By Jenée Tibshraeny
New Zealand needs infrastructure, as much as it needs more houses.
This is a statement most of us can agree on.
Yet when it comes to local councils floating the idea of increasing rates, or central government (a left-leaning one in particular) increasing taxes, the consensus fades.
Public opinion gets even more divided when it comes to the government taking out more debt, possibly forgoing an aesthetically pleasing surplus.
There are capacity constraints, but it’s no wonder we have an infrastructure deficit.
Urban Development Minister Phil Twyford has identified another way of raising money to pay for infrastructure, which keeps debt off local and central governments’ books, and therefore hidden from voters.
The solution involves setting up a company that takes out a loan to pay for infrastructure in a new subdivision, which is repaid by levies charged to property owners in the area.
However, the luxury of containing the debt and risk to that company comes at a cost.
ACC issued long-term loan at 5.37%
The Government has permitted Crown Infrastructure Partners (CIP) to set up a special purpose vehicle, or subsidiary called Milldale Infrastructure LP, to help fund roading and wastewater infrastructure at the new Milldale subdivision in Wainui, Auckland.
The Accident Compensation Corporation (ACC) has agreed to lend Milldale Infrastructure LP up to $60 million over 35 years at a fixed interest rate of 5.37%.
Milldale Infrastructure LP will only start repaying the principal from 2026. The interest it owes ACC will initially be added on to the loan.
CIP will also make a $3.7m equity investment in Milldale Infrastructure LP on behalf of the Crown.
The plan is for Milldale Infrastructure LP to contribute a total of $48.9m towards the infrastructure, being developed by Fulton Hogan.
The loan and equity investment will be repaid using levies charged to property owners in Milldale over 30 years.
The expectation is for 3,027 homeowners and 153 commercial property owners to be levied $1000, and 680 apartment owners $650 in their first year, with these levies increasing by 2.5% a year.
There is also an option for property owners to make an upfront levy payment upon purchase. The amount they will be charged will depend on market interest rates, so will fluctuate.
If all the expected number of properties sell, no property owners take up the offer to pay their levies upfront (so far one property owner has opted to do so), and no owners default on their levy payments, Milldale Infrastructure LP will collect $159m over 30 years.
So, roughly $159m will be collected to cover the cost of a $48.9m infrastructure investment.
Government could’ve issued bonds at 3%
If the Government wanted to raise these funds the good old-fashioned way, it could’ve issued bonds.
The bonds it issued in November 2018, when the CIP deal was announced, had yields of 3% (these have since fallen with interest rates).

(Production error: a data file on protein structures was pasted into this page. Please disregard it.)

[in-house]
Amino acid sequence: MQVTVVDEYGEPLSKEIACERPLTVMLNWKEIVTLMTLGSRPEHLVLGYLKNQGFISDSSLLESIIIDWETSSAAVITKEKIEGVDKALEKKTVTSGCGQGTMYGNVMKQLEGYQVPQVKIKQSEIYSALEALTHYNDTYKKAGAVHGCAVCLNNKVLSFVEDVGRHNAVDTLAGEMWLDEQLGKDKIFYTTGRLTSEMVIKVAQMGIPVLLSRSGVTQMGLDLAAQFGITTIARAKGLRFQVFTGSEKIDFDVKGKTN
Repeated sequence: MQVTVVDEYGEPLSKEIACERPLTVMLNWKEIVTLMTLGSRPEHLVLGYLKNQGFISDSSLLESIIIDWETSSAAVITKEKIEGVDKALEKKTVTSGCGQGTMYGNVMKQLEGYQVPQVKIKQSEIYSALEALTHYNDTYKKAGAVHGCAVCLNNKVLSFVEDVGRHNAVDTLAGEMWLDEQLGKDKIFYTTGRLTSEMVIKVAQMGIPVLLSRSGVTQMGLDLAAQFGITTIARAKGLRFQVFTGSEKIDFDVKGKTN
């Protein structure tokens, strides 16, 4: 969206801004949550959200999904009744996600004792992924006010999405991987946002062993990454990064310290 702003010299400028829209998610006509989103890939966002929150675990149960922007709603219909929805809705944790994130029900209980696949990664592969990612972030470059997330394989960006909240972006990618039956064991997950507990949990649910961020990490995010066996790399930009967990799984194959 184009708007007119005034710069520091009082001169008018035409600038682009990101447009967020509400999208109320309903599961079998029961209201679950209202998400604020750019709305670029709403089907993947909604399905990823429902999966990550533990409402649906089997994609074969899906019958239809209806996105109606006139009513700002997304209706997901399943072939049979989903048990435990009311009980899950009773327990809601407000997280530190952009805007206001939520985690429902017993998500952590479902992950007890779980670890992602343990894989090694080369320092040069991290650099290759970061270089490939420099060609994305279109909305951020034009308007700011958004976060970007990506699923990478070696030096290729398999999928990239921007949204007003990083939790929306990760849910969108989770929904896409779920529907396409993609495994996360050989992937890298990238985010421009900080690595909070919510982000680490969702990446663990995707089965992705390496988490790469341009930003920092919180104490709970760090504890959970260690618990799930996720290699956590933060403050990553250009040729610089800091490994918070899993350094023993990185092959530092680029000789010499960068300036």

However, with 19-year terms, these weren’t as long as the especially long 35-year term offered by ACC for its loan.
The other upside of the ACC loan is that neither the Crown nor CIP need to provide a guarantee for it.
However, the complexity of all the contractual arrangements involved between property owners, Fulton Hogan, CIP, Auckland Council (which will collect the levies), Auckland Transport and Watercare, add extra legal and administrative costs. CIP will also need to be paid a return, which is confidential for commercial reasons, for its equity investment.
If Milldale Infrastructure LP took out a loan with an interest rate of 5.37%, and could start repaying it immediately, it would end up paying 2.2 times what it borrowed after 35 years.
But the amount it is collecting in levies is likely to be more than three times the value of its investment.
The cost of keeping face
Twyford isn't concerned about the cost of the set up. He said it had to be commercially viable. In other words, if it was a rip-off, sections wouldn’t sell.
Buyers are made well aware of the levy set-up.
Twyford plans to introduce legislation to Parliament in coming months to make it easier for the Milldale model to be replicated in other high growth parts of the country.
But one has to ask whether it’s worth a Crown-owned company taking out a loan from a Crown entity at 5.37%, for the sake of keeping debt off local/central governments’ books, when the Government could issue bonds at a much lower rate.
This seems particularly ludicrous when at 20.2% of GDP, New Zealand’s net Crown debt is low by international standards and credit rating agencies say more can be borrowed without the country’s credit rating being affected.
It was fear of the public thinking Labour is bad with money that prompted Finance Minister Grant Robertson to impose Budget Responsibility Rules requiring him to cut debt to 20% of GDP by 2022 (a looser target than proposed by National before the 2017 election).
The Government should show some prudence by not getting property owners to pay an arm and a leg to keep debt off its books.
But sadly, it seems to think it's better off paying a high price to make it look prudent, rather than tackling the public's misconceptions around tax always being 'bad' and surpluses always being 'good', thus preventing it from spending what's necessary to provide infrastructure.